Editor’s Note: The author of this post is a consultant to law firms.
By Nat Slavin, Wicker Park Group
In early December, I was talking to a law firm senior associate about his successes for the year and goal setting for next year and made the obvious comment about the rush to get in hours for the year. He responded, “Oh, I hit my hours last month so now I can coast.”
I don’t know what is worse — the fact that my airline status progress resets at zero on Jan. 1stor that law firms’ most insidious scorecards do the same thing. The worst thing about the legal profession is the hourly bill. And the worst part of the hourly bill is the artificial metric that has very real consequence for both lawyers and their clients when Jan. 1strolls around.
There is no other business in the world that defines success not by the service delivered to clients but the relatively meaningless metric of how busy you are. We all know the hourly bill disincentivizes efficiency and puts the wrong kind of pressure on law firm lawyers (mostly associates). It encourages law firms to work, not work smart.
Contrast that to the vast majority of law firm clients who more often than not started planning for the next year soon after Labor Day (yes, that holiday that is only eight months away). Sure, budgets weren’t finalized sometimes until late October, but most of the work was done months ago.
There is a practical and simple reason for this: Reacting to the world is not a good business strategy. Businesses have to be proactive, issue spot, make assumptions and act on those assumptions, go back and test those assumptions and then adapt. Law firms too often make the mistake of doing too much reacting and not enough testing, measuring and changing plans mid-course. While there are many obvious excuses for not adopting alternative to the hourly bill, those arguments create bad economic incentives — incentives that do a disservice to law firms.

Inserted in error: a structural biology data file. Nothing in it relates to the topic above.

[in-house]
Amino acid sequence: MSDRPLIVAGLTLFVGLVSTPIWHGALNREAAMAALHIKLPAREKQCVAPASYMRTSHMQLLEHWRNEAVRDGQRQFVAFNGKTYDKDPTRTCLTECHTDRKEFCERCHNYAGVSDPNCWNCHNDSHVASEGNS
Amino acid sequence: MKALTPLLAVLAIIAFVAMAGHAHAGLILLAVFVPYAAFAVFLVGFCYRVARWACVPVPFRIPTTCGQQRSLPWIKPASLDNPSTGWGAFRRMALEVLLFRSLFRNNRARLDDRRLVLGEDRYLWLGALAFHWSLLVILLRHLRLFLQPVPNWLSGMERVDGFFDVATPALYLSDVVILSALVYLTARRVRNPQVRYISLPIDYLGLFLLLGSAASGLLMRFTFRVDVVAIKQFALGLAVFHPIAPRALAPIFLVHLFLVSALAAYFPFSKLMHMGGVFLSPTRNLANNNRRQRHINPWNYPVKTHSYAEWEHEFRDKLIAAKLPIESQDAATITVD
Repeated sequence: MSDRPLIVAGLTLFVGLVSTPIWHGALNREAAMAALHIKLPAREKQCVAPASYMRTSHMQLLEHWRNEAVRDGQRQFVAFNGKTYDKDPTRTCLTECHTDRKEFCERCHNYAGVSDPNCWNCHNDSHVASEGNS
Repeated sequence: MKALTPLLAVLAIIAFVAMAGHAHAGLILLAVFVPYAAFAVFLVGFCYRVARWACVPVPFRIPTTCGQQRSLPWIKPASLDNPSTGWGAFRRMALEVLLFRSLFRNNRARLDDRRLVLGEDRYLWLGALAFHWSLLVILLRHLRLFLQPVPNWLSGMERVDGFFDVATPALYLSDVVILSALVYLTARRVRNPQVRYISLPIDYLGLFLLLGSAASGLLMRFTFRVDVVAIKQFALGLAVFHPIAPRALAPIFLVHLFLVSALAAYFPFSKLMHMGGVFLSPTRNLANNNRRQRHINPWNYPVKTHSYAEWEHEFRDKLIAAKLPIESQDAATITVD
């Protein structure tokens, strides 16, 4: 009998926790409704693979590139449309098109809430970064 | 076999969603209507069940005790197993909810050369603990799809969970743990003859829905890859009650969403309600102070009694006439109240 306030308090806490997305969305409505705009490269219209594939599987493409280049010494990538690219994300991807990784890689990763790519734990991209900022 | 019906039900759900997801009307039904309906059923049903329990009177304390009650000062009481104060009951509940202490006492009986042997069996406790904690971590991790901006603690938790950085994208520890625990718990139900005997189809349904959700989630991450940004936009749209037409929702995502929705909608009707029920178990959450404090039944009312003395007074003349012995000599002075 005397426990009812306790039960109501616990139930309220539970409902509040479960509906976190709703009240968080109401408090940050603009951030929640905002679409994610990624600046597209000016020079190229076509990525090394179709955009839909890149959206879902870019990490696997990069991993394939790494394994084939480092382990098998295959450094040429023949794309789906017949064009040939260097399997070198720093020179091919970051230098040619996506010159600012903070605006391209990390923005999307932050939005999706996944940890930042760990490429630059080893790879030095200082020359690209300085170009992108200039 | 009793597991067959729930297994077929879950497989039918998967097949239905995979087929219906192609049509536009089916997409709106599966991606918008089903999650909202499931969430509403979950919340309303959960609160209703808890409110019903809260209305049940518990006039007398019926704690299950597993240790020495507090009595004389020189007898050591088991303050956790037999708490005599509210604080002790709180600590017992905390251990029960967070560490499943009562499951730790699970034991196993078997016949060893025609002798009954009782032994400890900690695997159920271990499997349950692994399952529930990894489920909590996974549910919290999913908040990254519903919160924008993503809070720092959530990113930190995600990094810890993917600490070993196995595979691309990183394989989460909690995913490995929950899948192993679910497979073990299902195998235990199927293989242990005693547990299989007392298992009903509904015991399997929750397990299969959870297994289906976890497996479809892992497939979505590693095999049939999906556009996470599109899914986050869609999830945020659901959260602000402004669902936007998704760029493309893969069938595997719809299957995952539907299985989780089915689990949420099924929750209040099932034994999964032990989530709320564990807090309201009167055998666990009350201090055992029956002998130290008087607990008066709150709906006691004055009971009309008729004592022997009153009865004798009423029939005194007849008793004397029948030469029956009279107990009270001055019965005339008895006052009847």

The hourly rate not only creates impediments to delivering great value and service to the client, and it has an even greater problem. It forces firms to wait until the end of the year, and most often well into the new year, to make substantial and important changes to how they deliver service to their clients.
I asked a law firm leader last fall how the firm was going to deal with compensation issues around origination and the hourly bill scorecard. His answer? “We can’t do anything until the first of the year.” Now it is the first of the year, and everyone is getting back to work. The hourly bill clock has already started, the plans are in place and it is already too late for the law firm to change its practice.
Clients plan for the future; law firms wait for the past to catch up to them. The excuses get made and the hourly bill lives on and the complaints from both sides continue. The best law firms make changes, not excuses.
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